All Morris did was hit one of the most dramatic two-run home runs in College World Series history to win it, 8-7.

It was the first home run of the season for Morris and marked the first time a national championship game had been decide by a home run on the last pitch of the game.

During the 1968 College World Series, Southern California and Southern Illinois battled it out in the championship game.

Trojan Pat Kuehner was not himself during the tournament since his brother was killed in an automobile accident only a week earlier.

He went 0-for-14 heading into the national title game.

With two outs and two runners on in the ninth inning with Southern Illinois holding a 3-2 lead, Kuehner was put in as a pinch hitter.

Kuehner then delivered a triple off the right centerfield fence to give the Trojans an unlikely 4-3 win over the Salukis.

Another player who overcame a batting slump to help the team win the national championship was LSU catcher Brad Cresse during the 2000 College World Series.

Cresse, who was 1-for-12 in the tournament, came to the plate in the national title game against Stanford with the scores tied 5-5 in the bottom of the ninth with runners on first and second.

With an 0-1 count, Cresse cracked a sharp single through the left side of the infield which scored Theriot with the winning run to set off an explosion of excitement by the Tigers and their faithful.

Cresse screamed for joy and was pushed to the ground by an avalanche of LSU players.

Quality Bunting Games

LSU used the long ball to win five national championships from 1991-2000. But the game has changed dramatically with the use of the -3 bats during the 1999 season as the short game on offense has been brought back into prominence, especially in championship settings.

The national champions since 1998, with the exception of hard-hitting LSU in 2000, were exceptional bunting teams in Miami (1999, 2001), Texas (2002) and Rice (2003).

During the 1970 College World Series, Southern California’s power-hitting Dave Kingman was 0-for7 in the national title game against Florida St.

With game tied, 1-1 in the 15th inning, two runners got on base for the Trojans. Kingman came to the plate as everyone expected him to hit for the fences.

Instead, he placed a perfect bunt for a single to load the bases which set up Frank Alfano’s infield single which allowed the Trojans to win the national title, 2-1.

Daring Base Running

In the entire 57-year history of the College World Series, only 12 champions have stolen 10 or more bases.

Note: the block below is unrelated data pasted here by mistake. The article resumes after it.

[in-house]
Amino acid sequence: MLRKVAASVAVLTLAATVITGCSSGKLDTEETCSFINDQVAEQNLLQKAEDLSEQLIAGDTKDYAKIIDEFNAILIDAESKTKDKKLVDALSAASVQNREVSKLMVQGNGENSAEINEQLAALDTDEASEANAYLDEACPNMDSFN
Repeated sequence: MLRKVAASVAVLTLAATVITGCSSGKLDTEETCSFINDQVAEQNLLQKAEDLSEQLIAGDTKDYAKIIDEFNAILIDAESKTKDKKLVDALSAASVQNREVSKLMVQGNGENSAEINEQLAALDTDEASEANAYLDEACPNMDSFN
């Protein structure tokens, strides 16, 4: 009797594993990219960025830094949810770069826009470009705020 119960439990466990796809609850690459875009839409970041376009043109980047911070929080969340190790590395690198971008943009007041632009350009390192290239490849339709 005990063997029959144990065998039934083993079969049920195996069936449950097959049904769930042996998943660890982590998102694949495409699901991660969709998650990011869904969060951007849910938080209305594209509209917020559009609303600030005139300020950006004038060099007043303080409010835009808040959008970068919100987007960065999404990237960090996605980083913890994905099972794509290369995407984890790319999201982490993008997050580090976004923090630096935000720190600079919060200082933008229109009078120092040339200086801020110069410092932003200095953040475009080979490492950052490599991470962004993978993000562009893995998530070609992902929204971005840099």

The importance of stealing bases was vital in the mid-1980s as five straight national champions swiped 10 or more bases each year which included:

1984 – Cal. St. Fullerton (10 SB).

1985 – Miami, Fla. (13 SB).

1986 – Arizona (13 SB).

1987 – Stanford (11 SB).

1988 – Stanford (11 SB).

But in the next 15 College World Series, only twice have national champions put up stolen base figures over 10 with Southern California in 1998 (12) and Miami, Fla. in 2001 (13). In 10 of those 15 years, champions only swiped five or fewer bases for the entire Series since the long ball became more prevalent.

Southern California won its 12th national championship at the 1998 College World Series behind one of the boldest coaching moves in CWS history.

Trojan skipper Mike Gillespie called a triple steal in the title game against Arizona St. with USC clinging to an 11-8 lead in the top of the seventh.

With bases loaded and two outs, Wes Rachels stepped up to the plate. He was 4-for-4 heading into this at-bat with 5 RBI.

On the first pitch from Arizona St. righthander Chad Pennington, who was in the full windup position, Morgan Ensberg of the Trojans sprinted from the third base bag halfway down the line in an attempt to get the pitcher to balk.

But Pennington wouldn’t bite as the pitch was delivered to Rachels.

Two more pitches were recorded with Ensberg sprinting halfway down the third base line each time.

With a 1-2 count and Pennington not paying much attention to Ensberg because of the prior three bluffs and the unlikely chance of him actually stealing home, the USC runner began an all-out sprint to the plate. The runners on first and second broke for second and third base.

The ball was thrown with Ensberg nearly 3/4s down the line. Sun Devil catcher Greg Halvorson caught the ball and dived forward in an attempt to tag out the runner who slid feet first across home.

The speedy USC runner barely beat the tag by inches.

On the next pitch, Rachels lined a base hit to left field, scoring two more runs.

If Ensberg would have been tagged out at home, three runs would not have scored, and Arizona St. would have taken the lead, 13-11 with five runs in the bottom of the seventh.

But the momentum of that dramatic steal of home propelled USC to score two in the eight and five more in the ninth as the Trojans went on to win, 21-14.

Great Defense

Outstanding outfield play has always been crucial during the College World Series. You would be hard pressed to name any national championship team that did not make crucial plays in the outfield that turned potential losses into wins.

A great example took place in 2003 by Rice leftfielder Chris Kolkhorst against Stanford in the first championship game.

With the score tied 3-3 in the top of the eighth inning and Ryan Garko on first base, Stanford’s Danny Putnam hit a high drive to the left field wall which appeared to be out of the park.

But Kolkhorst got a great jump, leaped high in the air and caught it before crashing into the wall for the third out of the inning.

It was undoubtedly the defensive play of the 2003 College World Series.

If Kolkhorst missed the ball, and it caromed off the wall, Garko would have scored the winning run since Rice did not score in the bottom of the eighth or ninth innings.

The game would eventually come down to the Owls scoring one run in the bottom of the 10th as Rice won a nail biter, 4-3.

The significance of that play would be even more telling the next day as Stanford beat Rice, 8-3 to even the championship series at one game each. If Kolkhorst did not make that play, the Cardinal would be your 2003 national champions instead of Rice. The third game, which the Owls easily won, would never have been played.

Double plays have been an important factor as well. Stanford won the 1987 championship with a CWS all-time record 12 double plays